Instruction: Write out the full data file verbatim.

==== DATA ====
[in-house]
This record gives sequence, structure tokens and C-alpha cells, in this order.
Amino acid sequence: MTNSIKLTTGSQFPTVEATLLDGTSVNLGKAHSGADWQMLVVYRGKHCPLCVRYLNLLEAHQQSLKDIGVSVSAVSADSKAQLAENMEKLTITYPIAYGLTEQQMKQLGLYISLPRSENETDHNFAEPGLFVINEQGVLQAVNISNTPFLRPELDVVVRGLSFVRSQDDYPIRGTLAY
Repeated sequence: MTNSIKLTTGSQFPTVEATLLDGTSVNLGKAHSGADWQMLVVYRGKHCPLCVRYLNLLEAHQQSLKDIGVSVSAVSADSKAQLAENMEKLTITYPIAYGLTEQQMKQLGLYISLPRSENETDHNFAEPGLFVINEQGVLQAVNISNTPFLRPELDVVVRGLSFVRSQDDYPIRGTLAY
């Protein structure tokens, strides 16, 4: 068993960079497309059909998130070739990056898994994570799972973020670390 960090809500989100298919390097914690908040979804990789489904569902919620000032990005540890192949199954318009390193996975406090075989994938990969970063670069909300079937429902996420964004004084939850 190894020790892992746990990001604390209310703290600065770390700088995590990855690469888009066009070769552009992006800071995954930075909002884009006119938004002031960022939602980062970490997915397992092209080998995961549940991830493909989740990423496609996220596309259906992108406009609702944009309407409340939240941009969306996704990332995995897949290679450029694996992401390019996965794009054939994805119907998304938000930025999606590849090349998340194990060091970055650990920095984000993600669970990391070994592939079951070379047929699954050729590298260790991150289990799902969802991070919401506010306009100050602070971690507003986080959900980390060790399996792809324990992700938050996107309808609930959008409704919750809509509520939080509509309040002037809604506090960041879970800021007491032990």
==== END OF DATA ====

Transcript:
[in-house]
This record gives sequence, structure tokens and C-alpha cells, in this order.
Amino acid sequence: MTNSIKLTTGSQFPTVEATLLDGTSVNLGKAHSGADWQMLVVYRGKHCPLCVRYLNLLEAHQQSLKDIGVSVSAVSADSKAQLAENMEKLTITYPIAYGLTEQQMKQLGLYISLPRSENETDHNFAEPGLFVINEQGVLQAVNISNTPFLRPELDVVVRGLSFVRSQDDYPIRGTLAY
Repeated sequence: MTNSIKLTTGSQFPTVEATLLDGTSVNLGKAHSGADWQMLVVYRGKHCPLCVRYLNLLEAHQQSLKDIGVSVSAVSADSKAQLAENMEKLTITYPIAYGLTEQQMKQLGLYISLPRSENETDHNFAEPGLFVINEQGVLQAVNISNTPFLRPELDVVVRGLSFVRSQDDYPIRGTLAY
């Protein structure tokens, strides 16, 4: 068993960079497309059909998130070739990056898994994570799972973020670390 960090809500989100298919390097914690908040979804990789489904569902919620000032990005540890192949199954318009390193996975406090075989994938990969970063670069909300079937429902996420964004004084939850 190894020790892992746990990001604390209310703290600065770390700088995590990855690469888009066009070769552009992006800071995954930075909002884009006119938004002031960022939602980062970490997915397992092209080998995961549940991830493909989740990423496609996220596309259906992108406009609702944009309407409340939240941009969306996704990332995995897949290679450029694996992401390019996965794009054939994805119907998304938000930025999606590849090349998340194990060091970055650990920095984000993600669970990391070994592939079951070379047929699954050729590298260790991150289990799902969802991070919401506010306009100050602070971690507003986080959900980390060790399996792809324990992700938050996107309808609930959008409704919750809509509520939080509509309040002037809604506090960041879970800021007491032990």